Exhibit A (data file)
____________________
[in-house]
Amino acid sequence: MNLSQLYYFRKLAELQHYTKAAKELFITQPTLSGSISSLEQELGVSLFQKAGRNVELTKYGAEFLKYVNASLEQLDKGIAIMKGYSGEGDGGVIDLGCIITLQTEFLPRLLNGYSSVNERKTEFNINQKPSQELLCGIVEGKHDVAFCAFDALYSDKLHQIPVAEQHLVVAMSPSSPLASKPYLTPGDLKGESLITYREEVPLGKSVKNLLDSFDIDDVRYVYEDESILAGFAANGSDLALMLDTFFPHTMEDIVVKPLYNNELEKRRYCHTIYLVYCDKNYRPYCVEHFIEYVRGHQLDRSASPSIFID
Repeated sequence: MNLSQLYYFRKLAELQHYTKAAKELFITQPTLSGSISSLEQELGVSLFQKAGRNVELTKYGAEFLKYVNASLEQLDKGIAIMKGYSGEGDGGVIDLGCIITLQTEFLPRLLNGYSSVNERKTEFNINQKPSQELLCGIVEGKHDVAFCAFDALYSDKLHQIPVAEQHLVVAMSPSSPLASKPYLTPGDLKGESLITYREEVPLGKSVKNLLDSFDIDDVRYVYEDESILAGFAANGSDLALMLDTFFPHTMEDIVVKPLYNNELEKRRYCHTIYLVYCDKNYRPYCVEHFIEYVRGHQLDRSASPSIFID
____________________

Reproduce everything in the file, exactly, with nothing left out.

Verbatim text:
[in-house]
Amino acid sequence: MNLSQLYYFRKLAELQHYTKAAKELFITQPTLSGSISSLEQELGVSLFQKAGRNVELTKYGAEFLKYVNASLEQLDKGIAIMKGYSGEGDGGVIDLGCIITLQTEFLPRLLNGYSSVNERKTEFNINQKPSQELLCGIVEGKHDVAFCAFDALYSDKLHQIPVAEQHLVVAMSPSSPLASKPYLTPGDLKGESLITYREEVPLGKSVKNLLDSFDIDDVRYVYEDESILAGFAANGSDLALMLDTFFPHTMEDIVVKPLYNNELEKRRYCHTIYLVYCDKNYRPYCVEHFIEYVRGHQLDRSASPSIFID
Repeated sequence: MNLSQLYYFRKLAELQHYTKAAKELFITQPTLSGSISSLEQELGVSLFQKAGRNVELTKYGAEFLKYVNASLEQLDKGIAIMKGYSGEGDGGVIDLGCIITLQTEFLPRLLNGYSSVNERKTEFNINQKPSQELLCGIVEGKHDVAFCAFDALYSDKLHQIPVAEQHLVVAMSPSSPLASKPYLTPGDLKGESLITYREEVPLGKSVKNLLDSFDIDDVRYVYEDESILAGFAANGSDLALMLDTFFPHTMEDIVVKPLYNNELEKRRYCHTIYLVYCDKNYRPYCVEHFIEYVRGHQLDRSASPSIFID